DHARAMSHALA: Around 40 tourists and local Tibetans attended a talk by Mr. Gabriel Lafitte at the Tibet Museum in Mcleod Ganj on 19 November. The talk “Is the Nomadic way of life coming to an end?” was organised by the Tibet Museum, Department of Information and International Relations. (Watch video of full talk)
Tibetan nomads have lived on the Tibetan plateau in their traditional nomadic lifestyle for the past 9000 years. For centuries, the Tibetan nomads and herders have successfully maintained a sustainable and mobile lifestyle, traveling from winter to summer pasture lands and from autumn to spring pasture lands. The grasslands on the Tibetan plateau represent one of the last remaining agro-pastoral regions in the world. The mobility of Tibetan nomads and the sustainable land-use have made the Tibetan landscape humanly habitable for many centuries.
Mr Lafitte said that “To me, the Tibetan nomads are the foundation of the whole Tibetan civilization.” Even His Eminence the Karmapa is also born to a family of nomads in the remote highlands of the Tibetan plateau, he said.
He also mentioned that the greatest historic achievement of Tibetan nomads can be compared to pastro-nomads of other countries in the world which all tend to share few common characteristics such as they all live in dry land , an area not wet enough to sustain agriculture and areas where the climate is extremely unpredictable. Nomads are specialist in living off uncertainty and unpredictability. Moreover by todays standard, extensive land use that characterise the achievement of Tibetan nomads would be regarded as simply a waste of time.
He also presented few contemporary arts depicting the nomadic way of life capturing their love of grassland, nomadic lifestyle and the influence of Chinese version of modernity on Tibetan nomads, including the art of Tibetan Drogma by a very famous Tibetan artist in Tibet name Dadon expressing her love of grasslands.
To plunge into the daily life of Tibetan nomads, Gabriel suggested that the documentary ‘Summer Pasture’ is really helpful in understanding the way of life of nomad which is under threat.
“In the name of modernisation, the Chinese authorities levied the policy of forcibly migrating the nomads and resettling them to newly constructed concrete settlements regarding it as the first step to modernity. In reality there are hardly any promised services materialised. They are deprived of all the basic necessities, vocational training , schooling for their children, employment and leaving them lead a life of dependency. People have basically nothing to do. Their traditional skills have long gone. They spend their time playing snookers and gambling. The failed Chinese policies have turned these Tibetan nomad into a complete human waste,” He said.
As China now insist on modernising the nomad, it insist on inducting them into the world of the straight line. They push them towards contemporary kind of mobility while the traditional kind of mobility is cancelled. Nomads were forced to move into places of resettlement camps considering it as the first step to modernity insisting on the importance of straight line.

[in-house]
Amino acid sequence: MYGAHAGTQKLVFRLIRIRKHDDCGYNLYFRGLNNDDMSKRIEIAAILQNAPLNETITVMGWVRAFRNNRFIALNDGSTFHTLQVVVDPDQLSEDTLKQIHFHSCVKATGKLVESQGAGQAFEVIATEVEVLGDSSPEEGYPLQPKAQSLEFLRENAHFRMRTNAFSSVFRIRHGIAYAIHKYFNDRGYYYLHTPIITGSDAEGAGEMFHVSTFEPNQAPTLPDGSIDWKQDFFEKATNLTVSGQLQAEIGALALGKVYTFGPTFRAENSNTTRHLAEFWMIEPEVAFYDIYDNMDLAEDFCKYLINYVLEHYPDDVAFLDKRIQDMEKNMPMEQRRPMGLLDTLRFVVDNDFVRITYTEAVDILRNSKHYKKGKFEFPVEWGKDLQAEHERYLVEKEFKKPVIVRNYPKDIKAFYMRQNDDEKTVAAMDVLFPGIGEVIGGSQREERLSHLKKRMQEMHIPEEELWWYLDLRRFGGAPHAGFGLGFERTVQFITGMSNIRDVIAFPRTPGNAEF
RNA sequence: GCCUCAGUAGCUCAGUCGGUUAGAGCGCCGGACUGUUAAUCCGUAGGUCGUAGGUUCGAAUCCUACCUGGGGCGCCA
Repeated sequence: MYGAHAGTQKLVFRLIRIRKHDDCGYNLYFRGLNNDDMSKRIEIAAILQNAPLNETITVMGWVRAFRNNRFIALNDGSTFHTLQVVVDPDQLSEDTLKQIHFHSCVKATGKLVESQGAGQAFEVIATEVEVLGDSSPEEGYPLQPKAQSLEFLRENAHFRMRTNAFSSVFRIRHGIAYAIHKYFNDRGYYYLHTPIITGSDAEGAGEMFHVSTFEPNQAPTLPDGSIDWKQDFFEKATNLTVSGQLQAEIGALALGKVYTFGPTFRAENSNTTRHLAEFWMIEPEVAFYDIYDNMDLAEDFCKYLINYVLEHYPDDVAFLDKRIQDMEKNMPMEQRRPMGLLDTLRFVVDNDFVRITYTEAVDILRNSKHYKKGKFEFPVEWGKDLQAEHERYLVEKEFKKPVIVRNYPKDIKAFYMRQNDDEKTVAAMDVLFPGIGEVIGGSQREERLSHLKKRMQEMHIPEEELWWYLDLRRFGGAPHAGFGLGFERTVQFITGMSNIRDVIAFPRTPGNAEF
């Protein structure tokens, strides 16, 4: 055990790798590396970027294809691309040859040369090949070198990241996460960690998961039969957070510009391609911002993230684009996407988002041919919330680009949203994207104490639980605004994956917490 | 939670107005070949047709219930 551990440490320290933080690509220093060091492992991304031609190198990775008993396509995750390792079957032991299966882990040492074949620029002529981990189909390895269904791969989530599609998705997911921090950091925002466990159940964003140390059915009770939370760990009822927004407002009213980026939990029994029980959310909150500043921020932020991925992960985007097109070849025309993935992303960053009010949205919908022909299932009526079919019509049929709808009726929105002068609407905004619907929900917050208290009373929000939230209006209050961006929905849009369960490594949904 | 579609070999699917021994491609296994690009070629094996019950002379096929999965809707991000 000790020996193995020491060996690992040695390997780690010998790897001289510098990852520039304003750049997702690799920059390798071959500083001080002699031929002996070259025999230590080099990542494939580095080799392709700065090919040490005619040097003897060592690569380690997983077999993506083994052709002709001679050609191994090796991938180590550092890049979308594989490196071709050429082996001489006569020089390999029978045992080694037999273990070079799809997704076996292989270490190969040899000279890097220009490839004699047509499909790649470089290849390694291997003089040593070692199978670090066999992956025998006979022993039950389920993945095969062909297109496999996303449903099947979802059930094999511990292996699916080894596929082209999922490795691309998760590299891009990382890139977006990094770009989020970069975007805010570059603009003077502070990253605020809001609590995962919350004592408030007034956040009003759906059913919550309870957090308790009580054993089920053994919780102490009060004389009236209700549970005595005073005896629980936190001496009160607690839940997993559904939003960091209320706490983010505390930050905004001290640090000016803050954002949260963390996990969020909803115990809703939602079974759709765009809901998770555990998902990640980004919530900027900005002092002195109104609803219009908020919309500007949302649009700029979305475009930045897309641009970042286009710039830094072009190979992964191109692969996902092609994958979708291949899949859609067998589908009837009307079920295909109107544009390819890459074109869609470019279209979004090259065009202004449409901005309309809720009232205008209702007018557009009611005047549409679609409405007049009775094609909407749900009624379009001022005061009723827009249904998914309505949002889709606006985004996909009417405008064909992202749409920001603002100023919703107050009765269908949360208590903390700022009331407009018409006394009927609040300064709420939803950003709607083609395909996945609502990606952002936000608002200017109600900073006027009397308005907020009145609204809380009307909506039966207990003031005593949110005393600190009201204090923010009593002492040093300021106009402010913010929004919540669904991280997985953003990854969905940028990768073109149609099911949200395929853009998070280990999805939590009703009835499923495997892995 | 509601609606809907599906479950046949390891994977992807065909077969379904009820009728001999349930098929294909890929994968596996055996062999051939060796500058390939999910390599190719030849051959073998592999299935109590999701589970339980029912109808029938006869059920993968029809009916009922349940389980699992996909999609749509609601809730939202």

China has defined nomads as existence of life little better than the life of animal. From the Chinese point of view, the crucial distinction between civilised and the barbarian is that civilised person shuts their animals in a pin and brings food to the animals and uncivilised person let their animals find their own feed and follow their animal. A lot hangs on these definitions of barbarism.
He frequently meets many Chinese experts, professors and scientists who have never been to Tibet and they rely on interpreting data generated by satellites which enable them to rule the grasslands.
On one hand Tibet is losing its self-sufficiency in food as the land has been depopulated and miners are moving into the depopulated areas. Meanwhile Tibet is also major source of meat production. With the high inflow of Chinese migrants, growing chinese towns and cities in Tibet animals are feeded on the grains and imported American soyabeans so that they gain maximum weight. The nomads are simply are surplus to modernity who are no longer needed. The existence of nomad is now considered something of embarrassment.
‘Is the nomadic way of life of Tibet coming to an end’ is a question of great concern. It is a high time to save the very foundation of Tibetan civilization which is under threat, he concluded.
Gabriel Lafitte has worked with Tibetans since 1977, most recently as a trainer for the Tibet Policy Institute and Environment Desk of the Central Tibetan Administration. After staying with nomads in Tibet, he discovered a skilful way of life that uses the vast grasslands of Tibet productively and sustainably. Gabriel is now working on a book and website that will comprehensively explore the lives of nomads now required to abandon their lands and herds, and live utterly dependant on the state for everything, in new concrete settlements. Gabriel is based in Australia, but a frequent visitor to Dharamsala. He is also author of: Spoiling Tibet: China and Resource Nationalism on the Roof of the World, from Zed Books, which was launched recently in Dharamsala.
He firmly believes that depopulating the Tibet is the best word he can think of to define a process that has been instituted by the Chinese state after sixty years of experimenting with how to socially engineer the modernity of grasslands which he would argue have generally resulted in nomads getting poorer and poorer, becoming more and more marginal even Tibetan culture becoming more marginal as well.